Who is the richest man in Bali? The answer to this question appears upon to sign boards advertising just about any Balinese craft studio. The answer is ‘Made’….-who?-Made-to-order’. This joke hints at the insidious in Bali of the culture of the market. The term ‘order’ is a command, directed at the producer. Sometimes it involves the payment of a deposit, sometimes it does not. Order is a new mantra, which spells hope for many producers and exporters. Deposit or not, it is undoubtedly a contract, with a packet of money at the end of the production process.
In amongst the hassle of Kuta or the noisy traffic of Ubud, traders watch eagerly, hoping that some rich crazy will buy everything in their shop. With its street vendors, shops, galleries and art shops, Bali is heaven for any shopper, from the big spender to the penny pincher. It also happens to be the capital of the handicraft trade. In Bali, you can buy anything from carved Alaska seal horns to tribal Australian aboriginal trinket.
In cultural tourism’s earliest stages, Bali’s handicraft market was overloaded with local traditional products. In the latter part of the eighties, however, pop art and primitive designs began to make their way into the local industry, that is, became less ethno-centric, more modern, even if the production techniques remained very much traditional.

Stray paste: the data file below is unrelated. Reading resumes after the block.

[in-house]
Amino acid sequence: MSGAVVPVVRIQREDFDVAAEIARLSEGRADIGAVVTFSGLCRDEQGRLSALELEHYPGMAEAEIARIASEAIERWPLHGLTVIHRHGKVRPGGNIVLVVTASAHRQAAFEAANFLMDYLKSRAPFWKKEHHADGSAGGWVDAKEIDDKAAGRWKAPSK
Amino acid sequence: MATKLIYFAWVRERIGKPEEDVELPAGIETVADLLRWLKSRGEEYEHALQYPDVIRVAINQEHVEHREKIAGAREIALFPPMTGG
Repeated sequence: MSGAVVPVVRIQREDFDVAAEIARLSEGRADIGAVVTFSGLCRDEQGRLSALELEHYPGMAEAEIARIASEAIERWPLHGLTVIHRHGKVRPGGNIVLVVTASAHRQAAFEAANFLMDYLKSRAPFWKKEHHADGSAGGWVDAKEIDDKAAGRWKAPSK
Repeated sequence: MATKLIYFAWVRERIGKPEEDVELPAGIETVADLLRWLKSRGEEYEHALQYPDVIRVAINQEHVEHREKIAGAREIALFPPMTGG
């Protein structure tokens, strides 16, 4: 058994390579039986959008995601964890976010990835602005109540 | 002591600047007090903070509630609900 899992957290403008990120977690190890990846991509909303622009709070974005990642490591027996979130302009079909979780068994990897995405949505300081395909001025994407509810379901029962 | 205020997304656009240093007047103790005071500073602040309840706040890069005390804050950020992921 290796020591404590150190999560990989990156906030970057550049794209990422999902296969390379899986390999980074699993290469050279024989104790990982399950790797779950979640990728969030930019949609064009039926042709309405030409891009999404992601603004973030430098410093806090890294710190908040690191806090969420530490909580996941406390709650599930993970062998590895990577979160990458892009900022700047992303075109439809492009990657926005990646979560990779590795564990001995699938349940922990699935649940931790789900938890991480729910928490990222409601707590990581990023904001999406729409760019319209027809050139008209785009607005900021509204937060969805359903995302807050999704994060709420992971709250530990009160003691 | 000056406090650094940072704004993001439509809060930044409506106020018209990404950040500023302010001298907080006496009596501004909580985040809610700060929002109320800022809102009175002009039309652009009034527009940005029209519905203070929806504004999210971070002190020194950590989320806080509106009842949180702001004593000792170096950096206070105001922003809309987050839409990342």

In a remote corner of Tampaksiring, seal horns are made into crafts that will sell well in Alaska as Eskimo art. The buyer, perhaps an Indonesian or Balinese tourist in Alaska may well have no inkling that the product was made in Bali. The horns are imported from Alaska, carved in Bali and sent back for the Alaskan market. The Makers are tropical Inuit, who have never even seen a flake of snow. In another corner of Ubud or Kerobokan some people carve didgeridoos, decorated with Aboriginal dots and lines, bound for down under. Again, the tourist in Australia would have no clue that the aborigines who made these souvenirs live overseas and frequently attend temple ceremonies.
Similarly, many non-Balinese Indonesian crafts, including traditional ‘Papuan’ and ‘Kalimantan’ souvenirs, are also made in Bali-because the Balinese, so the story goes, can make anything. Anything, that is, so long as there is a demand, for Balinese handicrafts are always ‘made to order’.
CULTURE AND HARMONY
Many people fear the deterioration of Balinese culture. However, what is taking place now is in fact the proliferation of culture, whereby out of Balinese cultural tourism, a commodity culture, a culture of marketing, has been born. It is superseding over the agrarian culture that makes the island famous.